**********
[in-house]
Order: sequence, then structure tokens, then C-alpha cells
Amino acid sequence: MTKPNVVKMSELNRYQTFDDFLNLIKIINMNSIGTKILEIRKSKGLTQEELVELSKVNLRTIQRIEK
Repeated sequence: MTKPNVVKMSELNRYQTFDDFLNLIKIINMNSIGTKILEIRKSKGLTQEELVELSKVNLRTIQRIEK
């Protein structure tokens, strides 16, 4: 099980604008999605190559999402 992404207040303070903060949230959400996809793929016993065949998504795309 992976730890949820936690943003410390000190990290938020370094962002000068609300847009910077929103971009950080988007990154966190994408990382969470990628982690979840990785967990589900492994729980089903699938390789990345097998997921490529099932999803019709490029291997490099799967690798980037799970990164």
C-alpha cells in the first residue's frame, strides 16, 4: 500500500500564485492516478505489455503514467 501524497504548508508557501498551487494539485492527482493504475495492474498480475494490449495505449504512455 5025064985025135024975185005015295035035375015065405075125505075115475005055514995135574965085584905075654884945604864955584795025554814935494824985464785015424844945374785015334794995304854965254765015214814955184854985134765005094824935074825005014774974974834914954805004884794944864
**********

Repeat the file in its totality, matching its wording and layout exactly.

[in-house]
Order: sequence, then structure tokens, then C-alpha cells
Amino acid sequence: MTKPNVVKMSELNRYQTFDDFLNLIKIINMNSIGTKILEIRKSKGLTQEELVELSKVNLRTIQRIEK
Repeated sequence: MTKPNVVKMSELNRYQTFDDFLNLIKIINMNSIGTKILEIRKSKGLTQEELVELSKVNLRTIQRIEK
């Protein structure tokens, strides 16, 4: 099980604008999605190559999402 992404207040303070903060949230959400996809793929016993065949998504795309 992976730890949820936690943003410390000190990290938020370094962002000068609300847009910077929103971009950080988007990154966190994408990382969470990628982690979840990785967990589900492994729980089903699938390789990345097998997921490529099932999803019709490029291997490099799967690798980037799970990164």
C-alpha cells in the first residue's frame, strides 16, 4: 500500500500564485492516478505489455503514467 501524497504548508508557501498551487494539485492527482493504475495492474498480475494490449495505449504512455 5025064985025135024975185005015295035035375015065405075125505075115475005055514995135574965085584905075654884945604864955584795025554814935494824985464785015424844945374785015334794995304854965254765015214814955184854985134765005094824935074825005014774974974834914954805004884794944864